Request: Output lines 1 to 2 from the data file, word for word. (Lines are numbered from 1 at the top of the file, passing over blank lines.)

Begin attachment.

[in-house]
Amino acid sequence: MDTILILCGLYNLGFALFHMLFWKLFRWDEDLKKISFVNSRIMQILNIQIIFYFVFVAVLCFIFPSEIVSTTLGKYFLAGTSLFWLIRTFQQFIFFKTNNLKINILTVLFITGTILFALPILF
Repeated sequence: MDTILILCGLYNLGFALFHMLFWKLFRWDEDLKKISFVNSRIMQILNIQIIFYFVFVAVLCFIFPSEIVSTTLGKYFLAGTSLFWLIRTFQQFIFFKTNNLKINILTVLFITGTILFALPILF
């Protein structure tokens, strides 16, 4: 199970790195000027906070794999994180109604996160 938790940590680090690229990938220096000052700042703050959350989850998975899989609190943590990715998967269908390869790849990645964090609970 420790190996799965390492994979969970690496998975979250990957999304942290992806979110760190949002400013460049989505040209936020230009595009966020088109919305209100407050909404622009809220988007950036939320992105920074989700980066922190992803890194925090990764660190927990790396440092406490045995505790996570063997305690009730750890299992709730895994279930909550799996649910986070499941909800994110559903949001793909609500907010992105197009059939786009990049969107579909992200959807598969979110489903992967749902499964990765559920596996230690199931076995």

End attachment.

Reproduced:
[in-house]
Amino acid sequence: MDTILILCGLYNLGFALFHMLFWKLFRWDEDLKKISFVNSRIMQILNIQIIFYFVFVAVLCFIFPSEIVSTTLGKYFLAGTSLFWLIRTFQQFIFFKTNNLKINILTVLFITGTILFALPILF